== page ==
Last week, Trump welcomed Hungarian Prime Minister Viktor Orban to the White House. Any other American president would not have extended the invitation in the first place. It could have been avoided. Hungary is a landlocked country with not even 10 million people. It represents no balance of power, no major trading partner. Its best days are behind it, its glorious heroism in standing up to the Russians in 1956 is not even a memory to the current generation of historically blank Americans — Trump, until recently, no doubt included.
Hungary’s fame is now infamy. Under Orban, it has lurched to the right — not into mere populism but into a sort of pre-fascism. Civil liberties and political rights have been curtailed. The judiciary is being brought to heel. The visage of philanthropist George Soros, made into the durable caricature of the Wandering Jew of old, was plastered around Hungary. “Don’t let Soros have the last laugh,” the posters said. The posters were of a single man. But the man, really, was a people.
“They do not fight directly, but by stealth,” Orban said in a speech last year. “They are not honorable, but unprincipled; they are not national, but international; they do not believe in work, but speculate with money; they have no homeland, but feel that the whole world is theirs. They are not generous, but vengeful, and always attack the heart — especially if it is red, white and green,” the colors of the Hungarian flag.
The “they” of this rancid speech is no mystery. It is the same Jews that informed the anti-Semitic speeches of Adolf Hitler and those of Hungary’s own fascist party, the Arrow Cross Party. That Orban could continue this foul heritage is something of a marvel. Hungary’s Jews were nearly obliterated in the Holocaust — more than 437,000 were sent to Auschwitz alone, an organizational feat pulled off by the diligent Adolf Eichmann. Orban’s scapegoats are ghostly memories.
Soros was a Hungarian Jew who survived the Nazi occupation and the pogroms organized by the homespun Arrow Cross, which filled the storied Danube with the bodies of its victims, shot at the river bank. And yet, Soros all but returned to Hungary, aiding its incipient democracy movement, funding a university and making grants to individual Hungarians of promise. One of them was the young Viktor Orban.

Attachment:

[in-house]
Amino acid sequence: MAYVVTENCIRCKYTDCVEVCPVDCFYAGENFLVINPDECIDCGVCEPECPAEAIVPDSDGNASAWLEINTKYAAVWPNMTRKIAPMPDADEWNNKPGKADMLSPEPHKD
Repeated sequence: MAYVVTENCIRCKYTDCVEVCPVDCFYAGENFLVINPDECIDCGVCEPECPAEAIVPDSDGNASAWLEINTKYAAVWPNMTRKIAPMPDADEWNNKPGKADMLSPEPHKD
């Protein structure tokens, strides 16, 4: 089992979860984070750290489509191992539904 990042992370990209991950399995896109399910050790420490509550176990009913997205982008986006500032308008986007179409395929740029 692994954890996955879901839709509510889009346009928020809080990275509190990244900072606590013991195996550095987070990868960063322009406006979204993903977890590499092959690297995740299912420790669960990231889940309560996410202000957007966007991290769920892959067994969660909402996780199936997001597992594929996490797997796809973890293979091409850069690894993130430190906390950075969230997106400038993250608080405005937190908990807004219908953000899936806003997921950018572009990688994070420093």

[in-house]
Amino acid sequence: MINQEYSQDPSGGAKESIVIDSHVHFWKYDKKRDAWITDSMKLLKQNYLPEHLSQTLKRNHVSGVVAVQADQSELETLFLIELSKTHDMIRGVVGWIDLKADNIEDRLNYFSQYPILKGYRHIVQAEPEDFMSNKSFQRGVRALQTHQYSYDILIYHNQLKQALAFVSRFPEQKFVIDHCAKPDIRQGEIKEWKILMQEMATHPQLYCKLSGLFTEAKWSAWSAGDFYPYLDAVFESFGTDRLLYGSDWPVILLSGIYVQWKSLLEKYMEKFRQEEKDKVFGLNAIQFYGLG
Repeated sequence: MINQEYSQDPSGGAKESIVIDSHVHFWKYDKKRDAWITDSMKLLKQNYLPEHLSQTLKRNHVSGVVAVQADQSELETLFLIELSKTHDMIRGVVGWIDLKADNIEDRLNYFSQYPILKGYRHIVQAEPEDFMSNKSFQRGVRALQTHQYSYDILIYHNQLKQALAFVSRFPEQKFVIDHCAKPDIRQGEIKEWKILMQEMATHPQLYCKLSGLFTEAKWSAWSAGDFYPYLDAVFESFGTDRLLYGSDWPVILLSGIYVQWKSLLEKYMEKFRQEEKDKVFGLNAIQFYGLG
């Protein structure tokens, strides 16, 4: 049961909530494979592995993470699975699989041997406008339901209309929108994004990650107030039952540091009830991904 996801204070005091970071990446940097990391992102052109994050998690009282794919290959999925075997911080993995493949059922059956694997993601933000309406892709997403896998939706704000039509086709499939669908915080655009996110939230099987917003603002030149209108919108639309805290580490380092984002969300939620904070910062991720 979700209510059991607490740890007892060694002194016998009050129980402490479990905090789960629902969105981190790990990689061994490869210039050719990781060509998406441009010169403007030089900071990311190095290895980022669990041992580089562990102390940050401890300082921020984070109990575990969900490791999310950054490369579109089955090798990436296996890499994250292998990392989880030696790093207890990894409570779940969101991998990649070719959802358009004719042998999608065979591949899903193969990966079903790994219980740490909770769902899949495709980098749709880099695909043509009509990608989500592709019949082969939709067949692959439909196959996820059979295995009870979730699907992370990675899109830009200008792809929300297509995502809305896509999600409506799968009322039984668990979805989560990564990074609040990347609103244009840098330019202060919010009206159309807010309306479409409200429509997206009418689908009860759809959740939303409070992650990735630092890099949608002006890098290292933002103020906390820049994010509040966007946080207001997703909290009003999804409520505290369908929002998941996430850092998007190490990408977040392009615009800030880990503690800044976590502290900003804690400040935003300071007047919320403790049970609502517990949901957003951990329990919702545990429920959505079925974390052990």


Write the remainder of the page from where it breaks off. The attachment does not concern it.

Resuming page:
Trump took no notice of any of this in his photo-op remarks during Orban’s visit. “People have a lot of respect for this prime minister,” Trump said. “He’s a respected man. And I know he’s a tough man, but he’s a respected man. And he’s done the right thing, according to many people, on immigration.”
Actually, Orban has done the wrong thing on immigration. He’s called Syrian refugees “Muslim invaders,” which is an odd thing to call bedraggled and hapless refugees mostly just passing through. According to a CNN poll, Hungary is the most anti-Semitic country in Europe. If it is not also the most anti-Muslim, Orban must wonder where he went wrong.
Right-wing populism has reappeared in a Europe that has seen it before. Until very recently in Austria, the far-right Freedom Party had taken over the Interior Ministry, often the first stop on the way to a dictatorship. Other countries are being threatened. You would expect an American president to defend democracy. Not this one, though.
Even by the standards of photo-op blather and even by the standards of Trump’s own praise of strongmen such as Vladimir Putin of Russia or Abdel Fatah al-Sissi of Egypt, Trump’s welcome of Orban is in a class of its own. Orban is not merely a “tough man” — so were Hitler and Stalin — but a smotherer of democracy and a demagogic bigot. His anti-Semitism has had an effect.
Viktor Orban is offensive in the present tense, but he offends the past as well. He proceeds as if the Holocaust never happened — as if Jews were never murdered for being Jewish, as if the Arrow Cross never aided the Nazis in killing an additional 80,000 Jews. Orban is an heir to that Arrow Cross. Trump is an heir to everyone who looked away.
Read more from Richard Cohen’s archive.